In the instant case, we do not regard the covenant to repurchase indispensable to effectuate the obvious purposes of the agreement. Gates agreed to appoint respondent as a jobber for various products. Pipe Distributors undertook to pay for Gates' products as ordered, to establish sufficient sales facilities and to carry an adequate stock of the Gates' products. Gates, in turn, agreed to supply the products at a discounted price. The price lists, size specifications and credit arrangements, all important aspects of the transaction not specifically mentioned in the written agreements, were apparently arranged orally or by supplementary documents. Both parties had the option to cancel the agreement on 30 days' written notice to the other. The exercise of this right by either party could no doubt be substantially detrimental to the other. Although there is no proof in the record that the merchandise could not be sold elsewhere, the possibility of a loss in its disposition was a risk assumed. We can find nothing in the express oral or written agreements entered into that necessitates an implied covenant to repurchase in order to carry out the avowed intentions of the parties or to save the contract from frustration. Nor did the trial court make any finding of bad faith or unfairness on the part of appellant which might justify its reliance on the implied covenant of good faith and fair dealing present in every contractual situation (Automatic Vending Co. v. Wisdom, 182 Cal.App.2d 354 at 358, 6 Cal.Rptr. 31).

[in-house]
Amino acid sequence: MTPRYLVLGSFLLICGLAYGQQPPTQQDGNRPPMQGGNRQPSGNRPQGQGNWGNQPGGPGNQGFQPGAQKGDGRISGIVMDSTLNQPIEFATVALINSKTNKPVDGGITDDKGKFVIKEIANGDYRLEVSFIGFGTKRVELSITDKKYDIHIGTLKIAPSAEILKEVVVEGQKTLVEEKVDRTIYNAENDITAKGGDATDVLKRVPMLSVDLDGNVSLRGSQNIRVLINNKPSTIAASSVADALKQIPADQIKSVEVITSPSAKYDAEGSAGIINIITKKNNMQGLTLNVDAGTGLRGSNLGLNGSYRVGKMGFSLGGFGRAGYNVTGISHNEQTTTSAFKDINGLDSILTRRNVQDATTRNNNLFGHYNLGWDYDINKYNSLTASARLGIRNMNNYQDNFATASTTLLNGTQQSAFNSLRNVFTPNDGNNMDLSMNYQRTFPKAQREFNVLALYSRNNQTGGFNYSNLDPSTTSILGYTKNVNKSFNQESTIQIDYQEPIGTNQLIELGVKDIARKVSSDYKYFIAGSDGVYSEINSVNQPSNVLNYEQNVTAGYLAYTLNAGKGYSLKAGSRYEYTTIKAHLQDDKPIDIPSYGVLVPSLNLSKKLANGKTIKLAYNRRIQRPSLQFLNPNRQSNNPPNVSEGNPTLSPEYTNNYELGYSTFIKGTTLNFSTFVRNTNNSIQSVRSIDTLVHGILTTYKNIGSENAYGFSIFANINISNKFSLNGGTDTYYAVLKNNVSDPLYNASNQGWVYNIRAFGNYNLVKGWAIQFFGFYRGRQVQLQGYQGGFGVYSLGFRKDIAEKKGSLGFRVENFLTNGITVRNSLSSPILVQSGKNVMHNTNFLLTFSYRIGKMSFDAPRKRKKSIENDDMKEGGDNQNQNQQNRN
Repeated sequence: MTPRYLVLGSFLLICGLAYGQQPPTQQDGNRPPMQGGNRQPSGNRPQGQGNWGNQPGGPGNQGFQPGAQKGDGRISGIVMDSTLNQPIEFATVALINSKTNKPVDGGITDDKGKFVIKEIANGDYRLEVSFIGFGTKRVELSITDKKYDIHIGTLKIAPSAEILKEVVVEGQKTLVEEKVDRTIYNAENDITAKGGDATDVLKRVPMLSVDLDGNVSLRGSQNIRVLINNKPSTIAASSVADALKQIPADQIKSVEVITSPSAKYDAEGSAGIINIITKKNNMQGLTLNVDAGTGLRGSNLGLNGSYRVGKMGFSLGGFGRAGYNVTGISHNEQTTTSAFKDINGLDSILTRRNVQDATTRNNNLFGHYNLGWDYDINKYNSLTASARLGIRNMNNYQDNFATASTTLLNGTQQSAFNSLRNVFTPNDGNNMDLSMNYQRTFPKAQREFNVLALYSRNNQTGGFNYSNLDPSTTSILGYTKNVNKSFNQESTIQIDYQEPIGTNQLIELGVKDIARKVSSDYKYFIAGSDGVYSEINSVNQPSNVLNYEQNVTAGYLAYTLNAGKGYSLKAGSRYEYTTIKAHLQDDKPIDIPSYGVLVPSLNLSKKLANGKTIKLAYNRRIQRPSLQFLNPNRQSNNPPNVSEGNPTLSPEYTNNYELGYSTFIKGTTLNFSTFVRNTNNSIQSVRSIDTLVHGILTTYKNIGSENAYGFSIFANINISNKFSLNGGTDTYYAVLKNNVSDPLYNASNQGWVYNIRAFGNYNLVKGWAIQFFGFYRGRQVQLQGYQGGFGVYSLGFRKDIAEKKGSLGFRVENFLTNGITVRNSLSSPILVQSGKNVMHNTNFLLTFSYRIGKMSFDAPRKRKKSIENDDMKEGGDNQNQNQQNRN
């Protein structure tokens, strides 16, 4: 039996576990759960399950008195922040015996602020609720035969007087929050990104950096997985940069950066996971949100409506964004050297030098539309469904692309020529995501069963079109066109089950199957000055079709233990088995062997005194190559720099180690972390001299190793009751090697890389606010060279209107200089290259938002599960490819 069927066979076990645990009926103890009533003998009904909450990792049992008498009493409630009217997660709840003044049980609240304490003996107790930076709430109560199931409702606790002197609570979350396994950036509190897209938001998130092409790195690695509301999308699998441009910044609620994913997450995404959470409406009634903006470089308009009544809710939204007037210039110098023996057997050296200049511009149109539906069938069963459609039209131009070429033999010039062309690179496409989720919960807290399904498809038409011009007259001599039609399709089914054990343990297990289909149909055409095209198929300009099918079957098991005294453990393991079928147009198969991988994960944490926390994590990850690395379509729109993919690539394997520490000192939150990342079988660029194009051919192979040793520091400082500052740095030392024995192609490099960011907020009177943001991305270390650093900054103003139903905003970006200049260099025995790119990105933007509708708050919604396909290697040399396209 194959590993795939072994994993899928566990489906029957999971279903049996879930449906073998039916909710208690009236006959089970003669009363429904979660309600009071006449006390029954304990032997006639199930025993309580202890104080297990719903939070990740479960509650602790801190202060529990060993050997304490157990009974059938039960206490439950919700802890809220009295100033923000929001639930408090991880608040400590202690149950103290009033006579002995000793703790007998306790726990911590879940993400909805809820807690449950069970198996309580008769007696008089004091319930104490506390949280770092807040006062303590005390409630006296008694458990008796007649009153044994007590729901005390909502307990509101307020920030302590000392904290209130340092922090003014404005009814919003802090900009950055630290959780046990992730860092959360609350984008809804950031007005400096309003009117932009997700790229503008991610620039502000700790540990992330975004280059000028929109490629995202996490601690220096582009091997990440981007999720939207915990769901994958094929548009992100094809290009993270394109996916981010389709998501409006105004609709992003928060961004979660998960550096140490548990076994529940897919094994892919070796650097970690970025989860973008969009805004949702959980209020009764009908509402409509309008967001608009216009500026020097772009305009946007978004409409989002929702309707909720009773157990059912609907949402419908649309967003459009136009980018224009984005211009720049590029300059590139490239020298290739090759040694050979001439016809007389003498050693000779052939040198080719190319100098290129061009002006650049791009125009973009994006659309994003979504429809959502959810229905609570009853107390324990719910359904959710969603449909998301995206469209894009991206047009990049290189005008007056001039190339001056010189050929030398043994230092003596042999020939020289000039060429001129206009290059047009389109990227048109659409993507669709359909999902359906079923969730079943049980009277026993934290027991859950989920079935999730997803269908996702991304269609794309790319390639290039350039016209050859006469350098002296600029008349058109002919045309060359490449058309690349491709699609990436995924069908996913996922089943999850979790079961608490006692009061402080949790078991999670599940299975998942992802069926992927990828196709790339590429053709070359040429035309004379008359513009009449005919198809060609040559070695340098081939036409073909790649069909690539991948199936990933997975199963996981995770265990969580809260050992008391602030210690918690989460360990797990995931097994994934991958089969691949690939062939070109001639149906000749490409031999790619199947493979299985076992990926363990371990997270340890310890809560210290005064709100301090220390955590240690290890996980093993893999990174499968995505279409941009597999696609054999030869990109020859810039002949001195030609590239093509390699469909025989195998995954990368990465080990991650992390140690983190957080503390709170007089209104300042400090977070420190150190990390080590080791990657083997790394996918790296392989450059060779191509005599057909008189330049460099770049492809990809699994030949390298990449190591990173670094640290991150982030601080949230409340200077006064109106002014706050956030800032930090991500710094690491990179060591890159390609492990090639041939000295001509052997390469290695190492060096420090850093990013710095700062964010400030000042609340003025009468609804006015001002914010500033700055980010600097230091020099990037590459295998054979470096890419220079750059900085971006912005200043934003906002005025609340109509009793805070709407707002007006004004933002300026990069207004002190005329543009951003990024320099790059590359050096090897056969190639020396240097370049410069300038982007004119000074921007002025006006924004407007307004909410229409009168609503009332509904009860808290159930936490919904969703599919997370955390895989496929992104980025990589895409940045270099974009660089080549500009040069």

We agree with appellant that even had there been an implied covenant to repurchase, respondent as the seller thereunder nevertheless failed to show compliance with subsection (3) of Civil Code, section 1783.3

The statute, referring to a contract of sale, provides: ‘Although the property in the goods has not passed, if they can not readily be resold for a reasonable price, and if the provisions of section 1784(4) are not applicable, the seller may offer to deliver the goods to the buyer, and, if the buyer refuses to receive them, may notify the buyer that the goods are thereafter held by the seller as bailee for the buyer. Thereafter the seller may treat the goods as the buyer's and may maintain an action for the price.'4

The first amended complaint alleged that although requested to do so, Gates had oppressively and maliciously refused either to accept return of the merchandise remaining in Pipe Distributors' hands for credit or to sell merchandise necessary to complete the stock. Appellant's answer denies this allegation.5

Thus, under section 1783, subsection (3), respondent, Pipe Distributors, had the burden of showing as a prerequisite to the maintenance of its action that it tendered the merchandise subject to the alleged repurchase agreement. Although it was stipulated at the pretrial conference that respondent had in its hands $1570.49 worth of excess inventory, there is nothing in the record to indicate that it at any time offered the merchandise to Gates for repurchase. In December 1961, after the filing of the complaint, Pipe Distributors went into bankruptcy.

Respondent argues that it was excused from making an offer to return the excess inventory since appellant's cancellation of the agreement made it a useless act. The cases relied upon for this contention involved repudiation or anticipatory breaches. In the instant case, we have the cancellation of a contract pursuant to its express terms. The covenant to repurchase, therefore, had one been found, would have required an offer to resell before becoming enforceable.